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Insect and Spider Identification: SOLVED: Mystery Caterpillars

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Forum: Insect and Spider IdentificationReplies: 9, Views: 18
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CaptMicha
Brookeville, MD
(Zone 7a)

June 22, 2006
11:44 PM

Post #2421938

I found these growing on my soloman's seal. They remind me of zebra longwing but the color's wrong and so is the host plant...

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CaptMicha
Brookeville, MD
(Zone 7a)

June 22, 2006
11:44 PM

Post #2421942

They were a bright orange, they look translucent here b/c I was shooting towards the sky.

trackinsand

trackinsand
mid central, FL
(Zone 9a)

June 23, 2006
2:30 AM

Post #2422514

looks like some kind of sawfly to me.
croclover
Lake Forest, CA
(Zone 10a)

June 23, 2006
3:40 AM

Post #2422806

Don't sawflies make smaller round holes?
ceejaytown
The Woodlands, TX
(Zone 9a)

June 23, 2006
4:56 AM

Post #2423013

I agree with trackin.
http://www.bluewisteria.co.uk/bluewisteria.html?pest/sawfly.html

Here's a great site, full of sawfly photos...
http://bugguide.net/index.php?q=search&keys=sawfly&search=Search

This message was edited Jun 23, 2006 12:10 AM
croclover
Lake Forest, CA
(Zone 10a)

June 23, 2006
4:59 AM

Post #2423019

Yikes! I think you guys are right! Great link ceejay!

I have sawflys on my roses right now. I guess I caught them before they started chewing bigger holes.

trackinsand

trackinsand
mid central, FL
(Zone 9a)

June 23, 2006
10:51 AM

Post #2423259

some sawflys skeletonize the whole leaf, others chew holes.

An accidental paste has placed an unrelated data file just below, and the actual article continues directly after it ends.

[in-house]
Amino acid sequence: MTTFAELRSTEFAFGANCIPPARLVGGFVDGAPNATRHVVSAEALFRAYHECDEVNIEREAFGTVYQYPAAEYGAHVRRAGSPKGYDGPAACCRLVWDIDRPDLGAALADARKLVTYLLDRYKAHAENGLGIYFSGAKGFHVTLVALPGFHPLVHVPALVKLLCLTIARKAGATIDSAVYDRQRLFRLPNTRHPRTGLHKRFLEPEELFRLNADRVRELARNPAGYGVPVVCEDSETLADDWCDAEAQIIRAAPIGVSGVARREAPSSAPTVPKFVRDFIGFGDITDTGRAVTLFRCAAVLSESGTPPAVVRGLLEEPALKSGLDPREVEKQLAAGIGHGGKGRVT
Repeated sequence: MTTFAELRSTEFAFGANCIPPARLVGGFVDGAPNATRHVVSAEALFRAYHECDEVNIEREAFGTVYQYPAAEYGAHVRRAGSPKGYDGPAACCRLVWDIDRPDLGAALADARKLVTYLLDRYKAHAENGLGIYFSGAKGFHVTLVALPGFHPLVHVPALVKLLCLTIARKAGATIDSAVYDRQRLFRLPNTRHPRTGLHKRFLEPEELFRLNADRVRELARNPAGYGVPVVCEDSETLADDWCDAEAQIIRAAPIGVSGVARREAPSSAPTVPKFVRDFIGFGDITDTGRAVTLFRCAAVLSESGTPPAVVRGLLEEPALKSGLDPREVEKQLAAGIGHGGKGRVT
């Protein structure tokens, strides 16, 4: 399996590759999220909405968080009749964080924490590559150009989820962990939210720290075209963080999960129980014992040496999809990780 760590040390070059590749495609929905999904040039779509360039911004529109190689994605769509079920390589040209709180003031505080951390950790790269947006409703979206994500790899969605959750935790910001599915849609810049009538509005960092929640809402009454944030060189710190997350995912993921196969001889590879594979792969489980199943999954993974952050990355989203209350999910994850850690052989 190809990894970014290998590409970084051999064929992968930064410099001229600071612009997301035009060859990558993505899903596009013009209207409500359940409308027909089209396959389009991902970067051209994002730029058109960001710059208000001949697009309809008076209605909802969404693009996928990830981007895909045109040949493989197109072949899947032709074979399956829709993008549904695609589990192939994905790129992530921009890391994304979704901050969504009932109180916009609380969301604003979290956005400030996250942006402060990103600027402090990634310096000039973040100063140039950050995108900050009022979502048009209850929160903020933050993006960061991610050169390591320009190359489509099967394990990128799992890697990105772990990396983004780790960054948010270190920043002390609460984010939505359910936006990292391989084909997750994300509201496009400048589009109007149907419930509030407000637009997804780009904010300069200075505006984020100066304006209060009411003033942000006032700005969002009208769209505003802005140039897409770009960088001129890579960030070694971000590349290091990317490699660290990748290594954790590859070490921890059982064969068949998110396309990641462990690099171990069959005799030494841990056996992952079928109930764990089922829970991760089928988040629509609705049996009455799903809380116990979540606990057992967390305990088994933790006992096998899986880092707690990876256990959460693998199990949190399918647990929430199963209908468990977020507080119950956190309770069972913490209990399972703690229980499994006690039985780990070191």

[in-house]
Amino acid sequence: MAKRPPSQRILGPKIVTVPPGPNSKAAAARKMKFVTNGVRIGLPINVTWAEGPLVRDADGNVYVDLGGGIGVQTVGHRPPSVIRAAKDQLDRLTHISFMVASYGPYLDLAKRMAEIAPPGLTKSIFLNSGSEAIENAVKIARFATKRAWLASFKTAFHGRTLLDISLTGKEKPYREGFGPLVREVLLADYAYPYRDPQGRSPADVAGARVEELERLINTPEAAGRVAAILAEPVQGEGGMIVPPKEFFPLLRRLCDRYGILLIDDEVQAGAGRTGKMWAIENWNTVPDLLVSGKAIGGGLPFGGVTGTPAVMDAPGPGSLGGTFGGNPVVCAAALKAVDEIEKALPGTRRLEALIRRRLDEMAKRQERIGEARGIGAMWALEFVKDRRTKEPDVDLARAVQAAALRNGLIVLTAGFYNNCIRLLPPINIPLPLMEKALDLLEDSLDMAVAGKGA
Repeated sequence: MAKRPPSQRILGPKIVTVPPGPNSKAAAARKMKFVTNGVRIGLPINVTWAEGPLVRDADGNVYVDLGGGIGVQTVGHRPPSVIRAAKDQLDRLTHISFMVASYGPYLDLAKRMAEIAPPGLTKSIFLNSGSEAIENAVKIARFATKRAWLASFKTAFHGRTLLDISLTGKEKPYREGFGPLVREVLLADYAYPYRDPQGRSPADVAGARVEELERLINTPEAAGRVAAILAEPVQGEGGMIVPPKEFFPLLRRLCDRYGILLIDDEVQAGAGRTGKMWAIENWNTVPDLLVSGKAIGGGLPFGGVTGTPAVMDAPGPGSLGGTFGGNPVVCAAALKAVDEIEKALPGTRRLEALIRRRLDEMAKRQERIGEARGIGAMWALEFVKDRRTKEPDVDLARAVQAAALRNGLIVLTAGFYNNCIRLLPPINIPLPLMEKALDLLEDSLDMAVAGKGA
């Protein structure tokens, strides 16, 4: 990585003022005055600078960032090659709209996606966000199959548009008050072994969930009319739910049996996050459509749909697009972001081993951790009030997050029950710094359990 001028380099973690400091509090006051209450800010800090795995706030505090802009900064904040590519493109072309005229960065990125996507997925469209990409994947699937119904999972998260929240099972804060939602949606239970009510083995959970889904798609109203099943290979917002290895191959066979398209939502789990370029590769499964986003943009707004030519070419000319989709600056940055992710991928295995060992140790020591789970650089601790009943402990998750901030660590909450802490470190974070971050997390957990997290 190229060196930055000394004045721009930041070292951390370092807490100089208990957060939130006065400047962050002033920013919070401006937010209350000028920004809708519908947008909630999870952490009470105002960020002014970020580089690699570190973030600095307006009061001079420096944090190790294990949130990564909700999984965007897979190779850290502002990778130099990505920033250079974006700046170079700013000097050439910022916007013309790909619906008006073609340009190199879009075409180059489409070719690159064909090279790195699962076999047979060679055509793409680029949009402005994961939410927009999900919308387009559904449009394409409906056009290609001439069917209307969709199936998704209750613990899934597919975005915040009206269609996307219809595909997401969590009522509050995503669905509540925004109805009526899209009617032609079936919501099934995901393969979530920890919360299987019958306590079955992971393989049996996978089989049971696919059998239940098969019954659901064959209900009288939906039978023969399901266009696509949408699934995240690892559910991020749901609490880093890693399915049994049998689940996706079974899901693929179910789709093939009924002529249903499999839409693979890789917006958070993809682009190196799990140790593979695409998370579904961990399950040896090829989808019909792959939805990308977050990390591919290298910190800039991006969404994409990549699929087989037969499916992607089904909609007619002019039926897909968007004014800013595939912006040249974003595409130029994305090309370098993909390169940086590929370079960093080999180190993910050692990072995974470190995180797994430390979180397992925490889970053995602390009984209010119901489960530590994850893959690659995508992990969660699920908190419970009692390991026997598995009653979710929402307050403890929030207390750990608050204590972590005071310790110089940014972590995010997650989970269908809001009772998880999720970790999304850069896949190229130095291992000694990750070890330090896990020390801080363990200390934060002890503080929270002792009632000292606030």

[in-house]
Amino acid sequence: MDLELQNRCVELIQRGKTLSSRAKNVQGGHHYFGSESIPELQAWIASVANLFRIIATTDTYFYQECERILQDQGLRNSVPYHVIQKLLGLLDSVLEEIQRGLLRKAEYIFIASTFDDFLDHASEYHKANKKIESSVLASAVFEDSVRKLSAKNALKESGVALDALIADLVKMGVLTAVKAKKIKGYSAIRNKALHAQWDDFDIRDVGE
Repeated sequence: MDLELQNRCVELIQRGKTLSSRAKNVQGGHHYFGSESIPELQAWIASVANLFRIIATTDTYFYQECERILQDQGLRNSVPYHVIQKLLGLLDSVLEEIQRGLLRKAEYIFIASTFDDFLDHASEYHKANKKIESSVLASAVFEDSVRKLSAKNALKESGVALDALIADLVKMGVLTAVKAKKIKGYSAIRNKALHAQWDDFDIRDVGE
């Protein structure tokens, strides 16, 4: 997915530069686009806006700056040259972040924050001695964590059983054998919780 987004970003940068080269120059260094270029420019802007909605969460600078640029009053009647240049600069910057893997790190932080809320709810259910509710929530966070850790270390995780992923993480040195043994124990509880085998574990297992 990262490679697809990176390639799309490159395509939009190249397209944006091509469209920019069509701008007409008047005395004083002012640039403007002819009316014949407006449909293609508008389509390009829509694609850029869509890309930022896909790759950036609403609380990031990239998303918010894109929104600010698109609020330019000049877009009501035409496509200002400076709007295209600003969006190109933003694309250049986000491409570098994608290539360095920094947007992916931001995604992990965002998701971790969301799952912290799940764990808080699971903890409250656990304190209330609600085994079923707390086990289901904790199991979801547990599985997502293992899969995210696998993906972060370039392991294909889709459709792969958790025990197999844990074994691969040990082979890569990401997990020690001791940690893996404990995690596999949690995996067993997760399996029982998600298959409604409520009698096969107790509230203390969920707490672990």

CaptMicha
Brookeville, MD
(Zone 7a)

June 23, 2006
6:08 PM

Post #2424655

Ugh! I thought they might be something special... How do you distinguish between lepidotera larvae and sawfly larvae?

trackinsand

trackinsand
mid central, FL
(Zone 9a)

June 23, 2006
6:21 PM

Post #2424699

ceejay would be better qualified to answer that question, but these guys always seem a little translucent to me and dotted and they have those little black noses, although i'm sure some may not have.
ceejaytown
The Woodlands, TX
(Zone 9a)

June 23, 2006
11:13 PM

Post #2425574

Oh gosh. They just look like sawflies. There are some borers that look similar, but they are inside the plant. Those heads, and the shape of the bodies... I suppose if you want to get real technical, lepidoptera have 3 to 5 pairs of prolegs, and sawflies have 6 to 8, but I sure couldn't see them in the photo! LOL
Many sawflies have a peculiar defensive posture: they'll arch their rear end in an attempt to scare the predator away. Many also feed in groups. That's sort of a clue too...for in the future.

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